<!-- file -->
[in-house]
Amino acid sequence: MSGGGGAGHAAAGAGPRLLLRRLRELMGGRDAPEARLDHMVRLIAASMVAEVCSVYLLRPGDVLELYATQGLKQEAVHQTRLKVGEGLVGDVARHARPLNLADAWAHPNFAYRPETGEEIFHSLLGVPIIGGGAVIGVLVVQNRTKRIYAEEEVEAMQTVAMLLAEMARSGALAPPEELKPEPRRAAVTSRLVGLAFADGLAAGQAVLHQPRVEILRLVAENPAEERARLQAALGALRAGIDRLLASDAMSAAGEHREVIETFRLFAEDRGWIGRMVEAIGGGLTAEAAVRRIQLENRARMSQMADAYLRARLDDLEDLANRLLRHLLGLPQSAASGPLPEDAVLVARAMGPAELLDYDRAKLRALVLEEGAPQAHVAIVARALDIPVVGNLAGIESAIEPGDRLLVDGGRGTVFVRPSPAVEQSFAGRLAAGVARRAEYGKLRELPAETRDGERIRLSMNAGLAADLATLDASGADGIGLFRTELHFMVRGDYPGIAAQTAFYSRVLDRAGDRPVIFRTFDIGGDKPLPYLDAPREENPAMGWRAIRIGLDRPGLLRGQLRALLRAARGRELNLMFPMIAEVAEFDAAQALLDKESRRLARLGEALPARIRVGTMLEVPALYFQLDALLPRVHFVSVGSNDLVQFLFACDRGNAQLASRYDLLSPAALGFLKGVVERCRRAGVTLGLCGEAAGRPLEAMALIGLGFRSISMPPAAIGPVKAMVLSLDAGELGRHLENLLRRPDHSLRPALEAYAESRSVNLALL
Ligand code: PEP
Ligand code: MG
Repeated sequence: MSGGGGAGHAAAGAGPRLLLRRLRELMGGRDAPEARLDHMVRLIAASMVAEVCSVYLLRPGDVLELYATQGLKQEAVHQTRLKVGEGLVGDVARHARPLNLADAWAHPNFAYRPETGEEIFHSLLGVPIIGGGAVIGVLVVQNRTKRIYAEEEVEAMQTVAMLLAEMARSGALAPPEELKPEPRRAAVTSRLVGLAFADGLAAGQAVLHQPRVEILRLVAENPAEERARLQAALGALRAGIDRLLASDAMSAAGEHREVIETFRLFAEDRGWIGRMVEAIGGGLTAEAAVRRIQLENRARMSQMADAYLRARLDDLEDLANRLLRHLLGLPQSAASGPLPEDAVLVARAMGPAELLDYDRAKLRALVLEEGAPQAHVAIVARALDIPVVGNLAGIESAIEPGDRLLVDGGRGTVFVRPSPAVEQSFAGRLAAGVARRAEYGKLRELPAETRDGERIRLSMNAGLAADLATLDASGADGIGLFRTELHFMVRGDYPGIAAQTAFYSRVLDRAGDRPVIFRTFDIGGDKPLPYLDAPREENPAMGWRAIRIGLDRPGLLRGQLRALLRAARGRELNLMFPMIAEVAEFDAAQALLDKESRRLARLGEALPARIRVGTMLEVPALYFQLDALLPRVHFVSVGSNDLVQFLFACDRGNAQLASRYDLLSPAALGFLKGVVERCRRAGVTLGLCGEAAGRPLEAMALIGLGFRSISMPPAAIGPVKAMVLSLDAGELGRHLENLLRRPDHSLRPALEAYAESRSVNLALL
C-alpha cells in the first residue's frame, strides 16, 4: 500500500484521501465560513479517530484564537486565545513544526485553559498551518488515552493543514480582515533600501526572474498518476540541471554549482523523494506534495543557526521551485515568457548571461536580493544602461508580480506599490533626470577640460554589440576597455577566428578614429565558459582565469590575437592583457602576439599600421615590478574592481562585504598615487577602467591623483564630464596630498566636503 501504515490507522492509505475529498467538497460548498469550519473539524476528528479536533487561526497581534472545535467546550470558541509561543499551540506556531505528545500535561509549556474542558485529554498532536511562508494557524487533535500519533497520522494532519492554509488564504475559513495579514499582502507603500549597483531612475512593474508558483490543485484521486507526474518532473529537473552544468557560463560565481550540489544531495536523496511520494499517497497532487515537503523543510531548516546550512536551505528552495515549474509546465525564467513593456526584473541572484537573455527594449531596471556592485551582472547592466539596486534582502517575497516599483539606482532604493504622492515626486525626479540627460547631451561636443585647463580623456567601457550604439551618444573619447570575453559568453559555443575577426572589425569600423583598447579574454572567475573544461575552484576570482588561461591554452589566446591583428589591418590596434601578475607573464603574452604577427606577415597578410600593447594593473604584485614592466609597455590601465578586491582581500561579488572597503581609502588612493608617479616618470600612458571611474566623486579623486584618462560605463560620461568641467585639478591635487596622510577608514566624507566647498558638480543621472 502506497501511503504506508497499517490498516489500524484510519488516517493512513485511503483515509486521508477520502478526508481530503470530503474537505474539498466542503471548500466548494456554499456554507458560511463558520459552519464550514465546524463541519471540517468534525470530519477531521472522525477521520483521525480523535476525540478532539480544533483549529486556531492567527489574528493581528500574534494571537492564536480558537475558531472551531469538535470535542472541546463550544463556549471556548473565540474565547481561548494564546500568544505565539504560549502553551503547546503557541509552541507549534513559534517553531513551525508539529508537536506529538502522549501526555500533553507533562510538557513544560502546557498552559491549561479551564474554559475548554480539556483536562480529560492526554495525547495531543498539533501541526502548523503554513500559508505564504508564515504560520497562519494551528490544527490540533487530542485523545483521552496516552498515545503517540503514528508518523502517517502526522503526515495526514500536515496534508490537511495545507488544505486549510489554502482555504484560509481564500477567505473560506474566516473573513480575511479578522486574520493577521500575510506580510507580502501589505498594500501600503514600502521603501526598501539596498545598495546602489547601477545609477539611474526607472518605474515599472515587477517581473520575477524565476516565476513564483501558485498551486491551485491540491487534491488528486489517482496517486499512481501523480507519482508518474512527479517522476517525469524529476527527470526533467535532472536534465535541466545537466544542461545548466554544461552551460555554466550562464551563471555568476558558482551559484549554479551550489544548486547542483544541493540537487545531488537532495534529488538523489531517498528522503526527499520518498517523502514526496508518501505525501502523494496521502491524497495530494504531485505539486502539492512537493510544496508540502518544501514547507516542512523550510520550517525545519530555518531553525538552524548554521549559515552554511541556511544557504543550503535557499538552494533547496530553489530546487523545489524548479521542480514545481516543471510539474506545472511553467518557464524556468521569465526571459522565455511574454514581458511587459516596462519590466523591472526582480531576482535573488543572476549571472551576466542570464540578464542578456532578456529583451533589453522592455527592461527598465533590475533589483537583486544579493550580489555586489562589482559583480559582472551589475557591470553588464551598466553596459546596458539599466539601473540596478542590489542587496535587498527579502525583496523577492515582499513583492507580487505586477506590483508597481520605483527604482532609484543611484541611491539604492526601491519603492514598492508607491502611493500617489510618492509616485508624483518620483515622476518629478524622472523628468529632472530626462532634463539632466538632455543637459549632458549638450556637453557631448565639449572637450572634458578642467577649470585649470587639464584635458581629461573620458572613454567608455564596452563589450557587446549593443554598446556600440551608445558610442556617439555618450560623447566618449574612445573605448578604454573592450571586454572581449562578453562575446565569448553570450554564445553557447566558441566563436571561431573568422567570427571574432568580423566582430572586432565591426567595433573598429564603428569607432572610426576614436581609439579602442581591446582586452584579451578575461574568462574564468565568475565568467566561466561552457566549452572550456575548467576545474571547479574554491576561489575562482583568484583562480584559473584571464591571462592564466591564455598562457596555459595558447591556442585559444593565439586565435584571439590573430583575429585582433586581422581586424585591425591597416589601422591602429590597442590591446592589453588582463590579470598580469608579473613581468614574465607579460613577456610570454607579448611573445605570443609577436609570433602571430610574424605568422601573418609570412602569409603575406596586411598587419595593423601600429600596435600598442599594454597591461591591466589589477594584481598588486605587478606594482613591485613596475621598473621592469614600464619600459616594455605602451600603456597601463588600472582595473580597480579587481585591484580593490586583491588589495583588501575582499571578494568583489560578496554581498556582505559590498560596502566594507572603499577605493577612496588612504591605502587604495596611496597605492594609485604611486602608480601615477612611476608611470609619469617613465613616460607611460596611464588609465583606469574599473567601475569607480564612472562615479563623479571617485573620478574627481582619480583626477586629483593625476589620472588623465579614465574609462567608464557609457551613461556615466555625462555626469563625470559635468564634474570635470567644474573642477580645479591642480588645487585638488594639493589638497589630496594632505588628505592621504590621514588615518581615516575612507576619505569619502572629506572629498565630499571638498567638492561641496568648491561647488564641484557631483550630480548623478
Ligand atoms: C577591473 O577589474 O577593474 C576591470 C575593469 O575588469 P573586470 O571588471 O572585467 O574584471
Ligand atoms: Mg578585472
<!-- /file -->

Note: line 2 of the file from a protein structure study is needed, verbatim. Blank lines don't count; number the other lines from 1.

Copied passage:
Amino acid sequence: MSGGGGAGHAAAGAGPRLLLRRLRELMGGRDAPEARLDHMVRLIAASMVAEVCSVYLLRPGDVLELYATQGLKQEAVHQTRLKVGEGLVGDVARHARPLNLADAWAHPNFAYRPETGEEIFHSLLGVPIIGGGAVIGVLVVQNRTKRIYAEEEVEAMQTVAMLLAEMARSGALAPPEELKPEPRRAAVTSRLVGLAFADGLAAGQAVLHQPRVEILRLVAENPAEERARLQAALGALRAGIDRLLASDAMSAAGEHREVIETFRLFAEDRGWIGRMVEAIGGGLTAEAAVRRIQLENRARMSQMADAYLRARLDDLEDLANRLLRHLLGLPQSAASGPLPEDAVLVARAMGPAELLDYDRAKLRALVLEEGAPQAHVAIVARALDIPVVGNLAGIESAIEPGDRLLVDGGRGTVFVRPSPAVEQSFAGRLAAGVARRAEYGKLRELPAETRDGERIRLSMNAGLAADLATLDASGADGIGLFRTELHFMVRGDYPGIAAQTAFYSRVLDRAGDRPVIFRTFDIGGDKPLPYLDAPREENPAMGWRAIRIGLDRPGLLRGQLRALLRAARGRELNLMFPMIAEVAEFDAAQALLDKESRRLARLGEALPARIRVGTMLEVPALYFQLDALLPRVHFVSVGSNDLVQFLFACDRGNAQLASRYDLLSPAALGFLKGVVERCRRAGVTLGLCGEAAGRPLEAMALIGLGFRSISMPPAAIGPVKAMVLSLDAGELGRHLENLLRRPDHSLRPALEAYAESRSVNLALL